U.S. Payrolls, German Recession Risk, BOE’s Mystery: Eco Day

(Bloomberg) --

Good morning Americas. Here’s the latest news and analysis from Bloomberg Economics to help take you through to the weekend:

  • It’s payrolls day in the U.S., where January figures are projected to show employers added about 165,000 jobs -- less than last year’s average
  • Meanwhile, here’s a look at why the Federal Reserve’s worries about liquidity squeezes go beyond money markets
  • Germany is facing a possible recession again after industrial production plunged by the most since the global financial crisis
  • When Andrew Bailey replaces Mark Carney as Bank of England governor next month, he’ll find officials closely studying why inflation isn’t as strong as data suggest it should be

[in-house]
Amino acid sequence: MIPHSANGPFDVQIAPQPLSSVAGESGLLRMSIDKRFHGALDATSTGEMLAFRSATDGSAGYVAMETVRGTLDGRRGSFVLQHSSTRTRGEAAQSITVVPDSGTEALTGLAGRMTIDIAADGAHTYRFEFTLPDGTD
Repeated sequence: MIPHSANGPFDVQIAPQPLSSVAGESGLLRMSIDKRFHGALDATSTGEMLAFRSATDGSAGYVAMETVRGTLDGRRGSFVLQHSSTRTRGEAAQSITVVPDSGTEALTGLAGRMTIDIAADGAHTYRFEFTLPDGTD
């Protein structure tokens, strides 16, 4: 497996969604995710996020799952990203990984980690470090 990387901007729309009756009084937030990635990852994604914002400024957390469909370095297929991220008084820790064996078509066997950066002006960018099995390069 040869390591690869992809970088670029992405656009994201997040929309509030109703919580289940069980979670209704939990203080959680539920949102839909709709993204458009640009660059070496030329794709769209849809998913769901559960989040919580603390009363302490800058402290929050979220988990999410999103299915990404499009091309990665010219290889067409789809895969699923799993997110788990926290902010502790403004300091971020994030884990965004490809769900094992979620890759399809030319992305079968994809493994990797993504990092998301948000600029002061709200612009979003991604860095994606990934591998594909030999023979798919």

• Staying in the U.K., the London economy grew more than twice as quickly as its nearest rival in the second quarter, underscoring the challenge facing Prime Minister Boris Johnson as he seeks to “level up” poorer regions
  • The Bank of Russia delivered a sixth consecutive bout of monetary easing and said a further rate cut is possible at one of the next meetings as inflation continues a retreat below target
  • Global commodity trade plunged deeper into chaos as Chinese companies started walking away from purchase contracts because of the spread of the deadly coronavirus. For business people, the outbreak is producing a severe case of cognitive dissonance: Their eyes tell them things are bad, but economists say the epidemic will only slightly lower China’s growth this year. Bloomberg Economics offers an annotated chart to track the virus’s spread and early signs of impact
  • Here’s why L.A.’s first step in housing the homeless is counting them
  • Finally, here’s our collection of this week’s analysis, scoops and enterprise from Bloomberg Economics

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